For the 200th anniversary of the New England Journal of Medicine, Atul Gawande — surgeon, journalist, author, researcher, public speaker, father of three — takes a fun spin through two centuries of surgery by going back to the first volume of the publication, then known by the slightly less succinct name of the New England Journal of Medicine and Surgery, and the Collateral Branches of Science.
In his eight-page article, Gawande traces the advances in surgery forward through the years as documented in the Journal, providing an unusually entertaining history. Among the highlights are the reprinted diagram of amputation methods in the early 19th century, and a new graph showing how the proportion of Journal articles devoted to surgery rose through the 19th century and then fell dramatically after World War II.
There’s also a first person description of the pain of amputation without anesthesia as “the sense of desertion by God and man, bordering close on despair.” Ouch. And for those who suffer a dearth of statistical wit (“What do you call a tea party with more than 30 people? A Z party!!!”), Gawande offers this take on the speedy operations that were common before anesthesia:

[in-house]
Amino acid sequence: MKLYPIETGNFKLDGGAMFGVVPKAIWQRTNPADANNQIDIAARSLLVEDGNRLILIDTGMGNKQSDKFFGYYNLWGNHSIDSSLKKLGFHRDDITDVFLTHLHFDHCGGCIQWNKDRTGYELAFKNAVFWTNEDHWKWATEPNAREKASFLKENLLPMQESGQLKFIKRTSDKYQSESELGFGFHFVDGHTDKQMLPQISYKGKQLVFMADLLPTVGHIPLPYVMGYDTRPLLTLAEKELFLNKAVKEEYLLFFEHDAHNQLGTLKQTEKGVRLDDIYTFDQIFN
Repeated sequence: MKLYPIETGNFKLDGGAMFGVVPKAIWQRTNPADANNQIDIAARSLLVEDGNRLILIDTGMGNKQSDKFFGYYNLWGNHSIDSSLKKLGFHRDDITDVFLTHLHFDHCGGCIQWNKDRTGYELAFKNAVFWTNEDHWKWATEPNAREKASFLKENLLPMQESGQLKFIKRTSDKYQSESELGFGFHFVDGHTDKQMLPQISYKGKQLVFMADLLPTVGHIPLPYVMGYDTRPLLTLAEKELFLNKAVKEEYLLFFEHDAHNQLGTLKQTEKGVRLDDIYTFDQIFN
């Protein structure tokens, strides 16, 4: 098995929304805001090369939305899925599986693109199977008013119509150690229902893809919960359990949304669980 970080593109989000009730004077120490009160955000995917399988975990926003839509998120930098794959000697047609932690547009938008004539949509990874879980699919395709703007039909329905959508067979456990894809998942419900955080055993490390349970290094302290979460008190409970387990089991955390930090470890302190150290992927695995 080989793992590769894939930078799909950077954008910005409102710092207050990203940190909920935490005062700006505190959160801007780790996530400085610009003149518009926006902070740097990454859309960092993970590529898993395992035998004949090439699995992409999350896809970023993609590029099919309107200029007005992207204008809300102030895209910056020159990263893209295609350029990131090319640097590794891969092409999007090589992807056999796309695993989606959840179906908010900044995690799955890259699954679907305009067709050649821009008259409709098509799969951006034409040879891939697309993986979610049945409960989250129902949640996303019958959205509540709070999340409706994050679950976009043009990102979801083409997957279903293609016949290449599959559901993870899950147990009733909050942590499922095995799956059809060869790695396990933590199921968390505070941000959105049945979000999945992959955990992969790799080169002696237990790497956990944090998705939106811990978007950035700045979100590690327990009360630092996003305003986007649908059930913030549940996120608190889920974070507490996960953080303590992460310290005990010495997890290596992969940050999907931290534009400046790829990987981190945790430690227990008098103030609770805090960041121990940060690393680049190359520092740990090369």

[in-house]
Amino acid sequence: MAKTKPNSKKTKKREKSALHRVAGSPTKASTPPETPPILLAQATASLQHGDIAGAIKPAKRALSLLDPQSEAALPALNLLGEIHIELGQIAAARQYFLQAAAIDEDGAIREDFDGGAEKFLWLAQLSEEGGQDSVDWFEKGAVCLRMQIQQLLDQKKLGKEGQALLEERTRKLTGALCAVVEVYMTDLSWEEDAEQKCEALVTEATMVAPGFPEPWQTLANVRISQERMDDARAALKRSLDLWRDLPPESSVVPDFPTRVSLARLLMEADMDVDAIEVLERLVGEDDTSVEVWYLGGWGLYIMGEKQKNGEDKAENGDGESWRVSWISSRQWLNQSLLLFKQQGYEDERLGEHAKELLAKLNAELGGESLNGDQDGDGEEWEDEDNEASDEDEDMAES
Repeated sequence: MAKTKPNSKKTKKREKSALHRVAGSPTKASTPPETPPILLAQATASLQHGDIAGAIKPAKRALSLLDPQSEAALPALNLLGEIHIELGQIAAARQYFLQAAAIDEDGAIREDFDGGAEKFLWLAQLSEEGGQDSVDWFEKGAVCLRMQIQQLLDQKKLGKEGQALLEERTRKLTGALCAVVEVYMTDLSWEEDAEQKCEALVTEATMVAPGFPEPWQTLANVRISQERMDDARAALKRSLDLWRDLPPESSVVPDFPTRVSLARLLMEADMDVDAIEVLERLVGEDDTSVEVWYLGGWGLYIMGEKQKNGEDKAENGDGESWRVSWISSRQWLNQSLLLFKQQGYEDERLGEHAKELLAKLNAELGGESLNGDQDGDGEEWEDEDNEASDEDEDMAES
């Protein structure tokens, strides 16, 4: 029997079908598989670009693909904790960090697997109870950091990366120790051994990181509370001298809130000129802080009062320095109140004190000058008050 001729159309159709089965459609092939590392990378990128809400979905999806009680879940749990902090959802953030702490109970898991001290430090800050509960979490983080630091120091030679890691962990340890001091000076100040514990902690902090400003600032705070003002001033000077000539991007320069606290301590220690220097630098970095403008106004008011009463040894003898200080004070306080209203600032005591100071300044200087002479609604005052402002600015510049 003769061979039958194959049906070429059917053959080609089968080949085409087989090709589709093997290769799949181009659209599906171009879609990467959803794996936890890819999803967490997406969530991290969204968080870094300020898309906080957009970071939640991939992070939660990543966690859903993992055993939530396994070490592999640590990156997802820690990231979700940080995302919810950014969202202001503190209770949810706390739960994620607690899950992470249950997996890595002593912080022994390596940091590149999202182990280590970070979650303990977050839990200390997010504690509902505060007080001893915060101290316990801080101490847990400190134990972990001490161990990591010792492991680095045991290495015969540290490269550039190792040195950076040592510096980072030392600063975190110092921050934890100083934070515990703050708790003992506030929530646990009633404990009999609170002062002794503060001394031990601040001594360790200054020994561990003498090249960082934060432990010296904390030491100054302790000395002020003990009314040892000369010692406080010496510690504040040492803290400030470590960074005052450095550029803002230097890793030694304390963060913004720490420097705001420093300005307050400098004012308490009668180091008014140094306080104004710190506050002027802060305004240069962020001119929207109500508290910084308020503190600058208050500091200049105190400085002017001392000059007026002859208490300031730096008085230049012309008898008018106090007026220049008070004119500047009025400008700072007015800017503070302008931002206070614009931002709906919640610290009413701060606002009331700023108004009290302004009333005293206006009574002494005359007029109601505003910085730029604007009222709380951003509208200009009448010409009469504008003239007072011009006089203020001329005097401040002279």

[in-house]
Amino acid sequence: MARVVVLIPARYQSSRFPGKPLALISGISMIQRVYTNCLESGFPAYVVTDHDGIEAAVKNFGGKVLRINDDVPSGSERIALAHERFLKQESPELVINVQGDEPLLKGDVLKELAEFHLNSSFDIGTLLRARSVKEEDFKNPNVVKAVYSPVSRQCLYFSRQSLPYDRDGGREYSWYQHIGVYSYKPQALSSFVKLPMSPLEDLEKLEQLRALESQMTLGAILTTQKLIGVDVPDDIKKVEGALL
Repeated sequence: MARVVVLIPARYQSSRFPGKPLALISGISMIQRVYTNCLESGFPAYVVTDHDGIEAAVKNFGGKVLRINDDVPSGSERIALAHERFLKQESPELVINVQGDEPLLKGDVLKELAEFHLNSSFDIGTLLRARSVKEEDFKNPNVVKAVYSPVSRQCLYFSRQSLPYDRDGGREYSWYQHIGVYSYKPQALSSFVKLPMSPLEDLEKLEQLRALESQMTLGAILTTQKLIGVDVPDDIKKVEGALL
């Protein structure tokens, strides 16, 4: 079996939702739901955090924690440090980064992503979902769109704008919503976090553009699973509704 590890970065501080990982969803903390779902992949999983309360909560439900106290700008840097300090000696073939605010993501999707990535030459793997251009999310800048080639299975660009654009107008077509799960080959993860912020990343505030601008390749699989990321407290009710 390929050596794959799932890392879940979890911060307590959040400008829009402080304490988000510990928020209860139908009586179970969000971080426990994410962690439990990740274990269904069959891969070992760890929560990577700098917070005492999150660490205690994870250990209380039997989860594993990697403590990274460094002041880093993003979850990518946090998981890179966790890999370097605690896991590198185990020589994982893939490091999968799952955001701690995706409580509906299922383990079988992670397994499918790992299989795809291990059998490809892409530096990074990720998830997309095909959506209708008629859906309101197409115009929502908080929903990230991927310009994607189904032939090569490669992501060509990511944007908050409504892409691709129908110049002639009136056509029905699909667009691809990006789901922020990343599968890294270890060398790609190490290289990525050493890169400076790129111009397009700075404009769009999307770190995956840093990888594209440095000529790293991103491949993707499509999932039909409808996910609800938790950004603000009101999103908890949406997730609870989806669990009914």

[British surgeon Robert] Liston operated so fast that he once accidentally amputated an assistant’s fingers along with a patient’s leg…. The patient and the assistant both died of sepsis, and a spectator reportedly died of shock, resulting in the only known procedure with a 300% mortality.